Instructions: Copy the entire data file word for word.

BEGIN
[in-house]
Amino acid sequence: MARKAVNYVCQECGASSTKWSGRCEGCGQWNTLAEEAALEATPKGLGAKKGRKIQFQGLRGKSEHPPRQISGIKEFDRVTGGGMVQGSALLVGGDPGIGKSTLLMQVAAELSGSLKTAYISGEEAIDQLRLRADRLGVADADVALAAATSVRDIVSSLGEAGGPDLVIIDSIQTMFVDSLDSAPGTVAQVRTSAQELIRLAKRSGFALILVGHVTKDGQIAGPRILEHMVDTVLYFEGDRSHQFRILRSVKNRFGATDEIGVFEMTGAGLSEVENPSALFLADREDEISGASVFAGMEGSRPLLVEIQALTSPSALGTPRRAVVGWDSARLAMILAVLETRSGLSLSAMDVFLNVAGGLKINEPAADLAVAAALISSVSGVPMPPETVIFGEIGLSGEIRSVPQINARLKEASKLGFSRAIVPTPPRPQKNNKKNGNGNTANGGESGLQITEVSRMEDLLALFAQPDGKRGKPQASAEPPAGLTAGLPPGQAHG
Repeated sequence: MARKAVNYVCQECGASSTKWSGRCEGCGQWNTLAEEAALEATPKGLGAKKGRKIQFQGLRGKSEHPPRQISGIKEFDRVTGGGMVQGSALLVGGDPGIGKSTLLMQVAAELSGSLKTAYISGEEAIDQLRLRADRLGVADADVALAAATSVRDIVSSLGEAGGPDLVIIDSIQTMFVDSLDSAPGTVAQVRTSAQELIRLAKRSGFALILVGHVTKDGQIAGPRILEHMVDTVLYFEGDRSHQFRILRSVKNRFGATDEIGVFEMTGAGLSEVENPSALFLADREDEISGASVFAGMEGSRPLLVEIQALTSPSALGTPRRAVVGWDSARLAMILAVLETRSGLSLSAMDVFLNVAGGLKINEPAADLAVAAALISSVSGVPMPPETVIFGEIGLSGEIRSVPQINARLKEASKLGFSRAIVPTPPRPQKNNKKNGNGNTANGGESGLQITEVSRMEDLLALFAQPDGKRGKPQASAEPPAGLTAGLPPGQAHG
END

[in-house]
Amino acid sequence: MARKAVNYVCQECGASSTKWSGRCEGCGQWNTLAEEAALEATPKGLGAKKGRKIQFQGLRGKSEHPPRQISGIKEFDRVTGGGMVQGSALLVGGDPGIGKSTLLMQVAAELSGSLKTAYISGEEAIDQLRLRADRLGVADADVALAAATSVRDIVSSLGEAGGPDLVIIDSIQTMFVDSLDSAPGTVAQVRTSAQELIRLAKRSGFALILVGHVTKDGQIAGPRILEHMVDTVLYFEGDRSHQFRILRSVKNRFGATDEIGVFEMTGAGLSEVENPSALFLADREDEISGASVFAGMEGSRPLLVEIQALTSPSALGTPRRAVVGWDSARLAMILAVLETRSGLSLSAMDVFLNVAGGLKINEPAADLAVAAALISSVSGVPMPPETVIFGEIGLSGEIRSVPQINARLKEASKLGFSRAIVPTPPRPQKNNKKNGNGNTANGGESGLQITEVSRMEDLLALFAQPDGKRGKPQASAEPPAGLTAGLPPGQAHG
Repeated sequence: MARKAVNYVCQECGASSTKWSGRCEGCGQWNTLAEEAALEATPKGLGAKKGRKIQFQGLRGKSEHPPRQISGIKEFDRVTGGGMVQGSALLVGGDPGIGKSTLLMQVAAELSGSLKTAYISGEEAIDQLRLRADRLGVADADVALAAATSVRDIVSSLGEAGGPDLVIIDSIQTMFVDSLDSAPGTVAQVRTSAQELIRLAKRSGFALILVGHVTKDGQIAGPRILEHMVDTVLYFEGDRSHQFRILRSVKNRFGATDEIGVFEMTGAGLSEVENPSALFLADREDEISGASVFAGMEGSRPLLVEIQALTSPSALGTPRRAVVGWDSARLAMILAVLETRSGLSLSAMDVFLNVAGGLKINEPAADLAVAAALISSVSGVPMPPETVIFGEIGLSGEIRSVPQINARLKEASKLGFSRAIVPTPPRPQKNNKKNGNGNTANGGESGLQITEVSRMEDLLALFAQPDGKRGKPQASAEPPAGLTAGLPPGQAHG